Ric Franzi – Okay, so if someone would like to connect with you or learn more about Kibsi, where would you ask them to go? Online?

Tolga Tarhan – Yes. I think LinkedIn. Find me on LinkedIn or find Kibsi on LinkedIn. I’m pretty active there. I’d love to hear from you. I read those messages, all of them. I’m trying to also become more active on Twitter. So if anybody wanted to find and follow us on Twitter, that would be great as well.

Ric Franzi – Can I ask you why?

Tolga Tarhan – Why Twitter?

Ric Franzi – Yes.

Tolga Tarhan – In the technology community, it’s just sort of where open dialogue seems to happen. I think LinkedIn, you get more long-form content, you get more thoughtful material. But on Twitter, what you get is an impromptu discussion about something on someone’s minds today. I think there’s some value to that.

Ric Franzi – I think so, too. Yes. The less time that you can get the most value that, especially in your situation, are all busy entrepreneurs. Time is your most precious commodity, I would think, at this time.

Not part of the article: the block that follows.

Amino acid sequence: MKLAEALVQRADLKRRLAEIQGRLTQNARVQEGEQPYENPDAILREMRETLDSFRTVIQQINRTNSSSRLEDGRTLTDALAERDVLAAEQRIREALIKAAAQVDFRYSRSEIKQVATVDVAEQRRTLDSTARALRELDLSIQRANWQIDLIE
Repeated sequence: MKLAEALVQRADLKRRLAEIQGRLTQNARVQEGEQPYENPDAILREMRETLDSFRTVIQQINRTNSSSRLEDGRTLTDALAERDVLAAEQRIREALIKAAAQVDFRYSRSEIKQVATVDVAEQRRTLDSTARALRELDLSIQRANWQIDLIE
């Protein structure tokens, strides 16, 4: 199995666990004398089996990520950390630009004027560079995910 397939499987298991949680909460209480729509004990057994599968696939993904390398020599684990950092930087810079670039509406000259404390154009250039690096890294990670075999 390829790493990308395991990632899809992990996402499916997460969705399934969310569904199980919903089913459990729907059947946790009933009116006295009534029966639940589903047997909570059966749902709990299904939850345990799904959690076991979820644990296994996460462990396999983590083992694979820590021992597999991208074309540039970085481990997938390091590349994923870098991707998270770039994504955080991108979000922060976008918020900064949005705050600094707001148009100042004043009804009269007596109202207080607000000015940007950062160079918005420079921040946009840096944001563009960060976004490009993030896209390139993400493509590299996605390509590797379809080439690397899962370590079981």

Tolga Tarhan – Yeah, it certainly is. More time would be very helpful.

Ric Franzi – And that’s why I really appreciate you spending 20 minutes or so here with me and with our audience today and in the future on the podcast. So thank you for being a friend of the program and a part of our business community.

Tolga Tarhan – Thanks for having me. Great conversation.

Ric Franzi – I enjoyed it. And I want to thank the audience. You’ve been a part of Orange County’s longest running business talk show. This was episode number 1357. If you’re an Orange County entrepreneur and you would like to tell your story, then connect with me on LinkedIn.